Post-election rally unlikely amid Fed rate outlook
Midterm elections have historically been good for stock investors.
With mail-in voting already underway in some states for the Nov. 8 midterms, that’s a welcome signal for shareholders, who’ve seen major indexes drop into bear market territory this year — more than 20% below recent highs.
“On average, markets do tend to rally after midterm elections,” said Liz Young, chief investment strategist at SoFi. “There’s this sort of collective sigh of relief.”
In the 15 midterm elections since 1962, the benchmark S&P; 500 climbed an average of 14.4% over a six-month period starting Nov. 1, according to data from FactSet. The average gain over a 12-month period was 15.6%.
The trend holds even for years like this, when the market is falling sharply prior to the vote.
But even as corporate profits hit record highs this year, investors remain worried about the prospect of a recession in the U.S. and abroad as central banks grapple with the highest inflation in decades.
Whether the market can emerge from its deep slump after the election is likely to hinge more on the Federal Reserve’s efforts to cool inflation by aggressively raising interest rates.
“Today, it is inflation, the Fed’s response to elevated inflation, and resulting risk of recession, that will be what determines the market’s direction over the coming quarters,” Seema Shah, chief global strategist at Principal Asset Management, wrote in a recent research note.
The Fed has been hiking interest rates in a bid to slow the economy enough to crush inflation, but with every rate hike Wall Street grows more jittery that the central bank will go too far.
The Fed has already raised its benchmark interest rate five times this year, with the last three increases by three-quarters of a percentage point, and inflation is still accelerating. Wall Street expects another raise of three-quarters of a percentage point in November.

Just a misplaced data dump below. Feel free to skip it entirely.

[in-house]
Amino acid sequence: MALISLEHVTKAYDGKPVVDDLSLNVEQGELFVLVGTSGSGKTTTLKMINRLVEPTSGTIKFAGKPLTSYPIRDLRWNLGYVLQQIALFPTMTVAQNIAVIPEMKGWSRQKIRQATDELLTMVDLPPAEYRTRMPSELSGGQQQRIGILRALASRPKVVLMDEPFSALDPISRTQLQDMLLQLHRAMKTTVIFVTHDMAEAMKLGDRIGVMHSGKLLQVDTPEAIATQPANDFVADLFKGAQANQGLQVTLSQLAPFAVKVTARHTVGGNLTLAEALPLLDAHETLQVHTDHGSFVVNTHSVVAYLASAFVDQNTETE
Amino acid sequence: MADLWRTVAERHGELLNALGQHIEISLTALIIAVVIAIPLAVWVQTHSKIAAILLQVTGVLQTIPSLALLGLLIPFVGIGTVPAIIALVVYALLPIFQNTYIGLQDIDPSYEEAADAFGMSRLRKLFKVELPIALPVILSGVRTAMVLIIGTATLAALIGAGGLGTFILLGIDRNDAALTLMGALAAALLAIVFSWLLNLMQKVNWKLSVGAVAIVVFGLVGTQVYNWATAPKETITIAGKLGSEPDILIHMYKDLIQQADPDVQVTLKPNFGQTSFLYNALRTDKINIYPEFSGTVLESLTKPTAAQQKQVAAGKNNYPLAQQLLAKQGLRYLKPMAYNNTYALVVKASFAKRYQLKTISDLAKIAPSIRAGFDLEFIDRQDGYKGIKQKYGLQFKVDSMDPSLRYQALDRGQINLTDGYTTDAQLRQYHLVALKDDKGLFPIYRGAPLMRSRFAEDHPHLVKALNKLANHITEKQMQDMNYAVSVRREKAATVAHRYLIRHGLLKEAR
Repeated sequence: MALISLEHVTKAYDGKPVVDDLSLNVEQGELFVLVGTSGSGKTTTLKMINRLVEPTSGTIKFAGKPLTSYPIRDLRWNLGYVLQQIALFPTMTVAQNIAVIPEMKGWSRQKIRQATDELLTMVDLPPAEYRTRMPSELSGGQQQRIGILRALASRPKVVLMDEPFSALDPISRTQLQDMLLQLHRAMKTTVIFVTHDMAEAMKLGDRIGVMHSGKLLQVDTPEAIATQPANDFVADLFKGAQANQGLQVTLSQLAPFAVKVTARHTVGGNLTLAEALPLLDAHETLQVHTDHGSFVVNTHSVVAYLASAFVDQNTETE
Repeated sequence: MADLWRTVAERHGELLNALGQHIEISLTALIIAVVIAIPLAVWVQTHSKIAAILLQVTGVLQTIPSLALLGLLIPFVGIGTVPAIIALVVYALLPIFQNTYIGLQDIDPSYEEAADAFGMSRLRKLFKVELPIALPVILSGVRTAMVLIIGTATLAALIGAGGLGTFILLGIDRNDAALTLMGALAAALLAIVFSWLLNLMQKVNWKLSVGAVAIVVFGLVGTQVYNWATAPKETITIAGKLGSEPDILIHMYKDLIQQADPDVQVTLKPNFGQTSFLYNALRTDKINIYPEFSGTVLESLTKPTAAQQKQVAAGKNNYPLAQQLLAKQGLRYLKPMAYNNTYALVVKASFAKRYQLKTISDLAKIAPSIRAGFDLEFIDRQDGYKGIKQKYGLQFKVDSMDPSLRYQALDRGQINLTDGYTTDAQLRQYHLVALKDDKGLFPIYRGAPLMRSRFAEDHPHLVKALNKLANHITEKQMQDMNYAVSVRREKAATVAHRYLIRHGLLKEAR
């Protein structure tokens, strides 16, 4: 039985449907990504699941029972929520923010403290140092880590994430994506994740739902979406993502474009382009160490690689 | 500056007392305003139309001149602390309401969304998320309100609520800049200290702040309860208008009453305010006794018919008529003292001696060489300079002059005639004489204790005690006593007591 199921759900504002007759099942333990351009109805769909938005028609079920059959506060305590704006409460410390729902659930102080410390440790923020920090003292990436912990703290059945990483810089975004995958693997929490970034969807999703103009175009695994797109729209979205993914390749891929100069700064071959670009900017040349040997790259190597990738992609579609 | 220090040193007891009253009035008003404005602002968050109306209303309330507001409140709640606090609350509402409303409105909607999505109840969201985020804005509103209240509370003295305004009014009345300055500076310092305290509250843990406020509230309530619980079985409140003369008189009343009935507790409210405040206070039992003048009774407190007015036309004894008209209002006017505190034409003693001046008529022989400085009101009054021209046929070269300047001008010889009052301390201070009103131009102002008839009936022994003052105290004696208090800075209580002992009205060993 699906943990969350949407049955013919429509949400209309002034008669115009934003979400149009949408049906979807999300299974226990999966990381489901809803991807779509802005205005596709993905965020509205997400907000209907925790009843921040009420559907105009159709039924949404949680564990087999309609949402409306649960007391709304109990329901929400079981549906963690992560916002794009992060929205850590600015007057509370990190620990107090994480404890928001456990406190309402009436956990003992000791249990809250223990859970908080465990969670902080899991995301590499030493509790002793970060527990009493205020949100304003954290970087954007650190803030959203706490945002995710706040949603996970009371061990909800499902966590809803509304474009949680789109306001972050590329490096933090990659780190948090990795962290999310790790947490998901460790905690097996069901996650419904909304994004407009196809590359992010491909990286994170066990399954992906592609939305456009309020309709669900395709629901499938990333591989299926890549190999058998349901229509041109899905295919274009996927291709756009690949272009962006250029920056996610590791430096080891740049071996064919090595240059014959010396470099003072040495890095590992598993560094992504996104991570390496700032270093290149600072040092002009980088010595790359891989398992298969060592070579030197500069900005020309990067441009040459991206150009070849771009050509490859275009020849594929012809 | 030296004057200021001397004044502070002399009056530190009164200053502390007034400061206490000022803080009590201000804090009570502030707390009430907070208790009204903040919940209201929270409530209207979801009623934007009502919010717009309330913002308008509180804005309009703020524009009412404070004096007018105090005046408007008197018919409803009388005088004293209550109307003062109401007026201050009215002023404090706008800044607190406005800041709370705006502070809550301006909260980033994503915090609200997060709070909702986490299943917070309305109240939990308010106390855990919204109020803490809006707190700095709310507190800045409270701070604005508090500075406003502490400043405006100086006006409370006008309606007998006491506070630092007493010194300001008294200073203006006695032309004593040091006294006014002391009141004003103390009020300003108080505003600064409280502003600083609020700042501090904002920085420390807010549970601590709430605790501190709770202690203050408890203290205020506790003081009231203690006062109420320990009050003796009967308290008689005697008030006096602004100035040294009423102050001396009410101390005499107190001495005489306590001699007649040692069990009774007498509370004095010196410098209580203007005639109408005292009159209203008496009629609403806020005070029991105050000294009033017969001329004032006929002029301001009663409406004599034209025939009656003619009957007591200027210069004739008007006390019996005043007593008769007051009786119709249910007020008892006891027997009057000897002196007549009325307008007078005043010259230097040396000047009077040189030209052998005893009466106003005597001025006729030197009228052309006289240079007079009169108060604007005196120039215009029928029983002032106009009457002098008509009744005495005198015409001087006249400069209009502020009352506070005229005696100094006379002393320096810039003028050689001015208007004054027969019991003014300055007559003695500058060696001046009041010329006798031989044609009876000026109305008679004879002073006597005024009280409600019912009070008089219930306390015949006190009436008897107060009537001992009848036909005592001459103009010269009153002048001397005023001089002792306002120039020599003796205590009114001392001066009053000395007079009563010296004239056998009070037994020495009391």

The last time the Fed raised interest rates so aggressively to bring down inflation was in the early 1980s, when inflation had soared to nearly 15%. That led to a cycle of alternating rate increases and cuts and volatility in the stock market. During one of the longest rate-hike cycles, which began in September 1980 and ran through May 1981, the S&P; 500 gained 8.3%, although the gains evaporated by late September.
Uncertainty over how far the Fed will go in its rate-hiking campaign, how effective it will be to cool inflation and how much the economy slows will not be resolved by the outcome of next month’s elections. Until there’s more clarity on these questions, the market is likely to see more volatility in the months ahead.
“So, instead of the market being up by June or September of 2023, it’s down because the rate hikes are starting to bite and a recession ensues,” said Tom Martin, senior portfolio manager with Globalt Investments. “There are so many other things going on that this is just not something that I think you want to put a lot of stock in.”
Greg Bassuk, CEO at AXS Investments, says the historical trends pointing to a market gains following the midterm elections are just not as relevant today.
“We think the market driver over the next few weeks is related to shocks around the Fed and interest rates and recession, all wrapped together, much more so than trends relating to where we are in the overall election cycle,” he said.
Still, for investors desperate for some relief after a punishing year on Wall Street, the market’s performance in the months following past midterm elections may offer some reason for optimism.
A recent report by Verdence Capital Advisors notes that midterm election years tend to be volatile, with an average drawdown of 19% since 1934. However, “history has also suggested this should be used as a buying opportunity as the year after midterm elections is a favorable time for equity markets, regardless of the economic environment,” according to the report.
Regardless of how the market fares after a midterm election, it doesn’t make much difference which party controls Congress.
“The make-up of the government — be it divided or unified, Democrat or Republican controlled, a shift in power or reinforcement of the status quo — does not have a statistically significant impact on market returns,” Shah wrote.